Mind over matter in the grammars of Enlightenment geology became, in the practical geology of colonialism, mine overmatter, that is, matter recognized by the imperative to extract and accumulate through subtending stratal relations.
What can we learn from water? Fluidity, impermanence, ease of movement, care, methods to listen, tenderness. Screening for the month of November, UMBILIC is an offering – forever incomplete; an entry point into uncovering different (hi)stories that can help to situate our liquid selves.
The Manguebit movement and their “Crabs with Brains” manifesto is a conceptual paradigm that brings the notion of maternity, fertility, diversity, and productivity together with the notion of a technology, digital media, and computation; that can facilitate syncretism, that can bridge the gap not only across the Atlantic, but between those that survived on land and those still locked up in the gouffre.
Can we criticize colonialism without criticizing capitalism? Once we understand the division of domains and shared responsibilities between imperial rule, private investors, and a global market, the factor linking 16th-century colonialism to contemporary forms of neo-colonial and extractivist policies becomes evident.
Originally commissioned by Manifesta 13, Group-Think is a sports and civic education program developed by Stine Marie Jacobsen in collaboration with the French contemporary circus Archaos, tested by students in several schools in Marseille – and now a pocket-sized bilingual handbook.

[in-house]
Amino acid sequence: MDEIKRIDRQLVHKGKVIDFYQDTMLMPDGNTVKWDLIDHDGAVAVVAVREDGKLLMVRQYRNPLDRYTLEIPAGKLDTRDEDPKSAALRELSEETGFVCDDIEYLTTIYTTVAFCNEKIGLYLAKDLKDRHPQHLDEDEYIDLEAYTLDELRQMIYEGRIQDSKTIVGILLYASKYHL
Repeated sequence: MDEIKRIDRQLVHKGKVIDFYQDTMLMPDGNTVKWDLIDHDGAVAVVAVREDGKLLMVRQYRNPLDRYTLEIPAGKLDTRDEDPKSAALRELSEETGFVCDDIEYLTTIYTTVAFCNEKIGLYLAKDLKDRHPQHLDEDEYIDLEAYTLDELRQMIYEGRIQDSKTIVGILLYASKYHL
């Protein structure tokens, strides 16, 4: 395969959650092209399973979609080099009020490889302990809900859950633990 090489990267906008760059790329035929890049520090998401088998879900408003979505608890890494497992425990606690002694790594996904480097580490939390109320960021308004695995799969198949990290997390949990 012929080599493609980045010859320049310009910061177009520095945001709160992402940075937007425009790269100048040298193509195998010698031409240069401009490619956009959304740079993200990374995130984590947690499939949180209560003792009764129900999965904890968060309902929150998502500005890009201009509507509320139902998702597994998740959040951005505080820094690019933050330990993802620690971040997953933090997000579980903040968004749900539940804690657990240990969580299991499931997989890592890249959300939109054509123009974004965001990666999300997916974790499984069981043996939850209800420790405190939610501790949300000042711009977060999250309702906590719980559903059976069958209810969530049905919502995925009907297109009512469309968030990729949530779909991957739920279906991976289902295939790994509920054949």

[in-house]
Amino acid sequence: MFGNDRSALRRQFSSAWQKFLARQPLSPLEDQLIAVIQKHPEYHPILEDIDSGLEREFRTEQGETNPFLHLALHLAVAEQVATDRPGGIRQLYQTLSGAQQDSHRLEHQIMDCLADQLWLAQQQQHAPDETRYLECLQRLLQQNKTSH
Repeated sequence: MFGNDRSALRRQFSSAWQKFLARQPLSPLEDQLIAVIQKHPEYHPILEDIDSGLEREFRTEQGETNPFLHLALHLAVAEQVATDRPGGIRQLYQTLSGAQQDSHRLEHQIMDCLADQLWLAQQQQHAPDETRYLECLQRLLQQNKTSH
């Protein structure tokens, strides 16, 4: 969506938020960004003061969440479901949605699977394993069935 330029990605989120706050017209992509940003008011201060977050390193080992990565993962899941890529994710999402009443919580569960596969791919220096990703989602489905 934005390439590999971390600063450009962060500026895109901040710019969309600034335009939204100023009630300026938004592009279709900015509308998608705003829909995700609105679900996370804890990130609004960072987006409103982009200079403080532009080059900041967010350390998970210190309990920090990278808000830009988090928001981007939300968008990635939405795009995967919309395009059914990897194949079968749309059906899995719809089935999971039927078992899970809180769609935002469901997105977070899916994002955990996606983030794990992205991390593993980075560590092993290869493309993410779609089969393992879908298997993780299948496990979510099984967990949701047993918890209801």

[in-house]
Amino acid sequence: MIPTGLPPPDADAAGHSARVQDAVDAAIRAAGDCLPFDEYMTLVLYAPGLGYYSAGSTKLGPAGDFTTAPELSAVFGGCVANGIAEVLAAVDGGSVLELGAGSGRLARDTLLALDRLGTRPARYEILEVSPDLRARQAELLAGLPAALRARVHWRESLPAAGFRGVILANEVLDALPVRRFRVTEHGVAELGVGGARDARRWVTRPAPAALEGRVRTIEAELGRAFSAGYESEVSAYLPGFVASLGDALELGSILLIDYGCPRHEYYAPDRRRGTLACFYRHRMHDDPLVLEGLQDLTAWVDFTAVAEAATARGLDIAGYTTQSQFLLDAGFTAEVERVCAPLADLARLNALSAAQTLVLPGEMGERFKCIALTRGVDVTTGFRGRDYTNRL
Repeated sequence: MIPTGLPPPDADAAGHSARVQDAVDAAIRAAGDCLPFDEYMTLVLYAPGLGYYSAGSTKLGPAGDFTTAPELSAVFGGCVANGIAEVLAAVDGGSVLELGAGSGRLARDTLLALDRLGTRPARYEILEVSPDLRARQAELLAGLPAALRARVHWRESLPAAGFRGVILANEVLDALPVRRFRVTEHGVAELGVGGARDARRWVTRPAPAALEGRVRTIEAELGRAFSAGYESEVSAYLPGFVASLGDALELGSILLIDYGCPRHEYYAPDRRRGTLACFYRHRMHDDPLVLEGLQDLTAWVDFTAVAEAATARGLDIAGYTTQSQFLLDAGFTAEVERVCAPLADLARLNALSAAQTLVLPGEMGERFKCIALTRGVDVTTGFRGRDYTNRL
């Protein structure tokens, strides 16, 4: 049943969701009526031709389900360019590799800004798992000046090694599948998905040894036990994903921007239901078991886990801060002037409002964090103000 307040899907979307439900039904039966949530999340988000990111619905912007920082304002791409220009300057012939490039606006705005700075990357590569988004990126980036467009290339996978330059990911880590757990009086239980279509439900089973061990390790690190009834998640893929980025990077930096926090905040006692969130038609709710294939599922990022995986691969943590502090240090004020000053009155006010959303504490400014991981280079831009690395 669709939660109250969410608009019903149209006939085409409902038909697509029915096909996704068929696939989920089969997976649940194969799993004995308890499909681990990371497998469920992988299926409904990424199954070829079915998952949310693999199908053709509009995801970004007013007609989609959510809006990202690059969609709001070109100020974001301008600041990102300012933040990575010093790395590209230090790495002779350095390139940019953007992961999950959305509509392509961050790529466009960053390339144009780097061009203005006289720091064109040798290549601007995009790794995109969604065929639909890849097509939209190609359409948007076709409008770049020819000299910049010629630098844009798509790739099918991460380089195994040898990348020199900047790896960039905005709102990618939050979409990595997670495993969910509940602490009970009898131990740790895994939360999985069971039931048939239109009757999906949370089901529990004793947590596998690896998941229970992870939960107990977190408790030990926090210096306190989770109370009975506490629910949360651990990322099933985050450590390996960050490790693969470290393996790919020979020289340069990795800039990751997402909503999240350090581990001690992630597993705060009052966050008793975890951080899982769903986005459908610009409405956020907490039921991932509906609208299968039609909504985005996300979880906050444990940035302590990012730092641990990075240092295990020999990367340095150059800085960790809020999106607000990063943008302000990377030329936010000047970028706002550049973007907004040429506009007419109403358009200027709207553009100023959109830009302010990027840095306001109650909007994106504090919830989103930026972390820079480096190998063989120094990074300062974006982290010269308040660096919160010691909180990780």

MARCH is pleased to announce our first long term inquiry, Publishing As Protocol, which aims to explore the relationship between self-organizational models and technological sovereignty.
Written in Cap-Haïtien, Haïti between July and August of 2021 (after the July 7th assassination of President Jovenel Moïse and before a devastating 7.2 magnitude earthquake struck the southern peninsula on August 14th), this creative nonfiction essay navigates complicated socio-political frictions following the assassination of a nation’s leader while negotiating the personal sentiments of a heart tethered to a place in constant strife.
In the wake of the pandemic, our screens remain the central point of almost everything relating to spectatorship including the networks that facilitate our hyper-connectedness and circulate data generated by our inner worlds. Spectatorship then becomes a process of self-identification.
If there is an oxymoron, a vulgar beast hidden in plain sight in postcolonial Zimbabwe, it is the black market, an ever-shifting diabolic Wall Street located on the streets. What do we hear when we slow down and listen to the culture in these spaces where the nation’s wealth is captured and eaten by a select few?
On occasion of her exhibition Slippery When Wet at Artists Space and publication Too Salty Too Wet 更咸更濕, Karen Cheung speaks with Tiffany Sia on the futurity of Hong Kong.
Visionary artists, curators, activists, designers, architects, and arts organizers from around the globe discuss their work in creating groundbreaking new models for the arts sector over four thematic panels curated by Ceci Moss and hosted by Emily Carr University of Art + Design.
“The feeling of being ‘apart together’ is an exceptional situation, of sharing something important or mutually withdrawing from the rest of the world and rejecting the usual norms, retaining its magic beyond the duration of the individual game.” – Ray Oldenburg, The Great Good Place
We are pleased to announce the next issue of MARCH will be edited by Imani Jacqueline Brown, an artist, activist, and researcher from New Orleans whose work investigates the continuum of Extractivism, from settler-colonial genocide and slavery to contemporary gentrification, fossil fuel production, and police and corporate impunity.